Funny, how, coming off a bad case of pneumonia among other internal not-so-fun disasters, I went into this past week’s trip to Los Angeles for my first ever E3 feeling like the Dead–and the two games I couldn’t wait to get my hands on were Dying Light 2 and OVERKILL’s The Walking Dead game. Hey, I’m a sucker for shooting gross things. The following details how much Techland’s Dying Light sequel improves on the first, and how poorly my “Monsignor” boyfriend just can’t PC.
Dying Light 2 had a great presentation. When GHG checked into our behind closed doors hands-off demo, little did we know we would literally, if not apprehensively have to be “hands-off” with actual zombies greeting us in a dimly lit red corridor. Very cute, Techland. Our presentation also wasn’t without humor; Dying Light 2‘s lead designer and self-proclaimed “Best Dying Light 2 Player in the World” (and I mean, “duh”), Tymon Smektala, was super pumped to show us the many improvements from the original and show us how “great” he was at a game he pretty much built. Besides looking better in 4K as most gamers saw in a surprise reveal during Microsoft’s press conference, Smektala and his team’s aim to set focus on the narrative…
Techland doesn’t want to make yet “another” zombie game. They want a memorable one, and bringing in admired RPG writer/designer Chris Avellone (Knights of the Old Republic 2, Fallout 2, Divinity: Original Sin 2 is just the first step. Or there’s just something about the number two. Each decision you make in DL2 will have severe consequences that drastically change the game. It all depends on which side of the poltical pond you want to swim in, and each decision you make and which faction side you take (either douchie “peacekeepers” or anti-government “smugglers”) all lead towards an entirely different gameplay.
While DL2 still has its intense parkour, FPS sensibilities and terrifying day/night cycles (said to not be so frustrating as the first game although we never got a chance to see it in the demo), the more robust RPG nuances and modern day medieval city setting are no doubt a welcome change. 4.5/5 Bibles of the Dead.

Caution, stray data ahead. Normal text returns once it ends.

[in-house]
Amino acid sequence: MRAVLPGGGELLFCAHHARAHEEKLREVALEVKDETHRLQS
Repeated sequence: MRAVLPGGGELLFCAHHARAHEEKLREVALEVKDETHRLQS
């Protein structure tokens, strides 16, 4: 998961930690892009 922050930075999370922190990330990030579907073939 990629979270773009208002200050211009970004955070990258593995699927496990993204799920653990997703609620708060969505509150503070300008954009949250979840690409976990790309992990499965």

If Washington D.C. wasn’t a theme running this past week at E3, I don’t know what is. Like we watched in a pair of E3 reveals such as Fallout 76 (technically West Virginia) and The Division 2 (my next hands-on article), OVERKILL’s highly anticipated The Walking Dead game featured a pair of 4-player co-op missions near the monument; our team’s goal was to recover water from a rival group. While that sounds as simple as unzipping a passerby E3 geek’s backpack on the showroom floor, our team had to make sure we could gather enough gear, fight off hordes of zombies (but of course) and teach Travis how to use a keyboard. Trust me, the struggle was real.
Although I’m not entirely sure it was him that caused our downfall (OK, OK–it wa…), playing an instant 4-player co-op TWD game was a nice fun surprise. Melee felt great, communication (at least wth the 2 other girls) was on-point, and teamwork felt essential. We stil got our asses kicked. While directing camera angles were a bit shifty, this should wind up easier on a Xbox or PS pad with the second joystick. At least in this gameplay demo, we were limited to who I’m guessing are characters from the comics (sorry, I watch the show.. and it seems AMC ain’t having that in this game). Good news is that OVERKILL Software and Walking Dead creator Robert Kirkman’s Skybound imprint have a solid relationship that equates to an authentic feeling world. Just make sure you stay quiet in it. 4/5 Bibles.